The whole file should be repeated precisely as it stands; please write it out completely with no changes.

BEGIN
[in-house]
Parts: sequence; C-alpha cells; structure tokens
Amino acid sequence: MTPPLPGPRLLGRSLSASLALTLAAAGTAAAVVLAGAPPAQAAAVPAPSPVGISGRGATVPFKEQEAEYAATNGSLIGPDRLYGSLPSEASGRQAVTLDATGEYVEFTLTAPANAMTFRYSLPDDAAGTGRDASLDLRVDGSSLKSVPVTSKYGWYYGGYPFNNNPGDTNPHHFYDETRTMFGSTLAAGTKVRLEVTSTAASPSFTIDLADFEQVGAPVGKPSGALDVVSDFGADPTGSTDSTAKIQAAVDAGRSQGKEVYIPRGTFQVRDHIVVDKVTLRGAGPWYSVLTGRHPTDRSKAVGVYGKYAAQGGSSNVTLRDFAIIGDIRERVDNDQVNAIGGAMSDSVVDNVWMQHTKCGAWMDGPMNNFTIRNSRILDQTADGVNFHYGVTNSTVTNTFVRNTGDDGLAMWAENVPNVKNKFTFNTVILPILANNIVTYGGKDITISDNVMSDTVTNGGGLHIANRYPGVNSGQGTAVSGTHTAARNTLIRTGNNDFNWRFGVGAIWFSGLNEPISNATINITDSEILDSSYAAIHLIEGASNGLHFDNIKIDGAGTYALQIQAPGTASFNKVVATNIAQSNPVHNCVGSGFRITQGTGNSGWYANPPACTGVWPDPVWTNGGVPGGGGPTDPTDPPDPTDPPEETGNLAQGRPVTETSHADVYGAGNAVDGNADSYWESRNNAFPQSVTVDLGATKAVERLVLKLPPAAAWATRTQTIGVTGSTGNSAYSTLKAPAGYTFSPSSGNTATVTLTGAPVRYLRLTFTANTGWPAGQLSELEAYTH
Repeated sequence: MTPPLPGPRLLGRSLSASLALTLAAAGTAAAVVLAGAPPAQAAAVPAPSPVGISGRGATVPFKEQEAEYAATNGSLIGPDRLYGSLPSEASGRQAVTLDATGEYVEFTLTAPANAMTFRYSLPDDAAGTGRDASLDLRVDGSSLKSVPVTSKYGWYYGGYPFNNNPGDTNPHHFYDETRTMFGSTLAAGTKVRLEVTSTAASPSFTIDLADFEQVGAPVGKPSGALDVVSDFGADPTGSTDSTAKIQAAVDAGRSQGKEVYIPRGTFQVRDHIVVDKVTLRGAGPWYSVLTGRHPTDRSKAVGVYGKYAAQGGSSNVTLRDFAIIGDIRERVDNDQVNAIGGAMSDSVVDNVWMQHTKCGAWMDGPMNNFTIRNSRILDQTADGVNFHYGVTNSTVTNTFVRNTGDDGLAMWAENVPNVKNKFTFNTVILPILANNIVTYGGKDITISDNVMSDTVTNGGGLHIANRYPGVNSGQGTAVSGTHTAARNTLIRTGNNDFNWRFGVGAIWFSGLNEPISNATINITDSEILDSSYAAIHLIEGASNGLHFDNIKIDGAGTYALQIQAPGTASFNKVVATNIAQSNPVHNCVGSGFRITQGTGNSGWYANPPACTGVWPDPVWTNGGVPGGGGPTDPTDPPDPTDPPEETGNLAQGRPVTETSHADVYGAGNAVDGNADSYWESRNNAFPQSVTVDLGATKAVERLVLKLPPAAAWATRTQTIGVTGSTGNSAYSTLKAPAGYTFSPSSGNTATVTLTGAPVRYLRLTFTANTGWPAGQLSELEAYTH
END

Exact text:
[in-house]
Parts: sequence; C-alpha cells; structure tokens
Amino acid sequence: MTPPLPGPRLLGRSLSASLALTLAAAGTAAAVVLAGAPPAQAAAVPAPSPVGISGRGATVPFKEQEAEYAATNGSLIGPDRLYGSLPSEASGRQAVTLDATGEYVEFTLTAPANAMTFRYSLPDDAAGTGRDASLDLRVDGSSLKSVPVTSKYGWYYGGYPFNNNPGDTNPHHFYDETRTMFGSTLAAGTKVRLEVTSTAASPSFTIDLADFEQVGAPVGKPSGALDVVSDFGADPTGSTDSTAKIQAAVDAGRSQGKEVYIPRGTFQVRDHIVVDKVTLRGAGPWYSVLTGRHPTDRSKAVGVYGKYAAQGGSSNVTLRDFAIIGDIRERVDNDQVNAIGGAMSDSVVDNVWMQHTKCGAWMDGPMNNFTIRNSRILDQTADGVNFHYGVTNSTVTNTFVRNTGDDGLAMWAENVPNVKNKFTFNTVILPILANNIVTYGGKDITISDNVMSDTVTNGGGLHIANRYPGVNSGQGTAVSGTHTAARNTLIRTGNNDFNWRFGVGAIWFSGLNEPISNATINITDSEILDSSYAAIHLIEGASNGLHFDNIKIDGAGTYALQIQAPGTASFNKVVATNIAQSNPVHNCVGSGFRITQGTGNSGWYANPPACTGVWPDPVWTNGGVPGGGGPTDPTDPPDPTDPPEETGNLAQGRPVTETSHADVYGAGNAVDGNADSYWESRNNAFPQSVTVDLGATKAVERLVLKLPPAAAWATRTQTIGVTGSTGNSAYSTLKAPAGYTFSPSSGNTATVTLTGAPVRYLRLTFTANTGWPAGQLSELEAYTH
Repeated sequence: MTPPLPGPRLLGRSLSASLALTLAAAGTAAAVVLAGAPPAQAAAVPAPSPVGISGRGATVPFKEQEAEYAATNGSLIGPDRLYGSLPSEASGRQAVTLDATGEYVEFTLTAPANAMTFRYSLPDDAAGTGRDASLDLRVDGSSLKSVPVTSKYGWYYGGYPFNNNPGDTNPHHFYDETRTMFGSTLAAGTKVRLEVTSTAASPSFTIDLADFEQVGAPVGKPSGALDVVSDFGADPTGSTDSTAKIQAAVDAGRSQGKEVYIPRGTFQVRDHIVVDKVTLRGAGPWYSVLTGRHPTDRSKAVGVYGKYAAQGGSSNVTLRDFAIIGDIRERVDNDQVNAIGGAMSDSVVDNVWMQHTKCGAWMDGPMNNFTIRNSRILDQTADGVNFHYGVTNSTVTNTFVRNTGDDGLAMWAENVPNVKNKFTFNTVILPILANNIVTYGGKDITISDNVMSDTVTNGGGLHIANRYPGVNSGQGTAVSGTHTAARNTLIRTGNNDFNWRFGVGAIWFSGLNEPISNATINITDSEILDSSYAAIHLIEGASNGLHFDNIKIDGAGTYALQIQAPGTASFNKVVATNIAQSNPVHNCVGSGFRITQGTGNSGWYANPPACTGVWPDPVWTNGGVPGGGGPTDPTDPPDPTDPPEETGNLAQGRPVTETSHADVYGAGNAVDGNADSYWESRNNAFPQSVTVDLGATKAVERLVLKLPPAAAWATRTQTIGVTGSTGNSAYSTLKAPAGYTFSPSSGNTATVTLTGAPVRYLRLTFTANTGWPAGQLSELEAYTH